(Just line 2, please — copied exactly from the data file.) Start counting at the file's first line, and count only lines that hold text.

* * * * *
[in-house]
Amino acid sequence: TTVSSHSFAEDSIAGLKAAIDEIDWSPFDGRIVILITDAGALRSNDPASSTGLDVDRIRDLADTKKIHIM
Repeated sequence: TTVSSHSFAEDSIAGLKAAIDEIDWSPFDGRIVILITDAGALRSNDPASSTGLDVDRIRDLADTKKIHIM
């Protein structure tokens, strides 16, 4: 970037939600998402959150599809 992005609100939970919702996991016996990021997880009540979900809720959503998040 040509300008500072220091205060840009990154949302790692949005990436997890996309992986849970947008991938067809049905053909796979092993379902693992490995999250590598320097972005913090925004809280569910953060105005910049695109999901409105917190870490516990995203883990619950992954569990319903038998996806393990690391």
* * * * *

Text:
Amino acid sequence: TTVSSHSFAEDSIAGLKAAIDEIDWSPFDGRIVILITDAGALRSNDPASSTGLDVDRIRDLADTKKIHIM